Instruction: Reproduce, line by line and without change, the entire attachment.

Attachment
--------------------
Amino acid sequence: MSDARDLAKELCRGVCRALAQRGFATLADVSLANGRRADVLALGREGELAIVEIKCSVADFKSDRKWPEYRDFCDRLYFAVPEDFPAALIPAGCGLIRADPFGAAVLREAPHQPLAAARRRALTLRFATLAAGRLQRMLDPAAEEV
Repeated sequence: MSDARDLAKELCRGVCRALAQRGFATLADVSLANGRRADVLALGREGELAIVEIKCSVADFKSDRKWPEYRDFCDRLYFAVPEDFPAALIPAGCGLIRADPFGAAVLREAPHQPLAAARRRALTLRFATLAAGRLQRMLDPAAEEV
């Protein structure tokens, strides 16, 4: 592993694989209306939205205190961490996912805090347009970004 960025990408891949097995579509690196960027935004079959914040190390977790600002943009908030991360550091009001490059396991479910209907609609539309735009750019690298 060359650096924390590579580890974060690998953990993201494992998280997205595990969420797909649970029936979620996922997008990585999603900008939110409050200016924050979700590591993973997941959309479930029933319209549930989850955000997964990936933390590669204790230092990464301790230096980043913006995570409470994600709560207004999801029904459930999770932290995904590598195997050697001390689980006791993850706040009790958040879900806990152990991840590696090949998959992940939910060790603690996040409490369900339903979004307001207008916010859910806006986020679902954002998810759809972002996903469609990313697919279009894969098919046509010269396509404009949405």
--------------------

Amino acid sequence: MSDARDLAKELCRGVCRALAQRGFATLADVSLANGRRADVLALGREGELAIVEIKCSVADFKSDRKWPEYRDFCDRLYFAVPEDFPAALIPAGCGLIRADPFGAAVLREAPHQPLAAARRRALTLRFATLAAGRLQRMLDPAAEEV
Repeated sequence: MSDARDLAKELCRGVCRALAQRGFATLADVSLANGRRADVLALGREGELAIVEIKCSVADFKSDRKWPEYRDFCDRLYFAVPEDFPAALIPAGCGLIRADPFGAAVLREAPHQPLAAARRRALTLRFATLAAGRLQRMLDPAAEEV
């Protein structure tokens, strides 16, 4: 592993694989209306939205205190961490996912805090347009970004 960025990408891949097995579509690196960027935004079959914040190390977790600002943009908030991360550091009001490059396991479910209907609609539309735009750019690298 060359650096924390590579580890974060690998953990993201494992998280997205595990969420797909649970029936979620996922997008990585999603900008939110409050200016924050979700590591993973997941959309479930029933319209549930989850955000997964990936933390590669204790230092990464301790230096980043913006995570409470994600709560207004999801029904459930999770932290995904590598195997050697001390689980006791993850706040009790958040879900806990152990991840590696090949998959992940939910060790603690996040409490369900339903979004307001207008916010859910806006986020679902954002998810759809972002996903469609990313697919279009894969098919046509010269396509404009949405």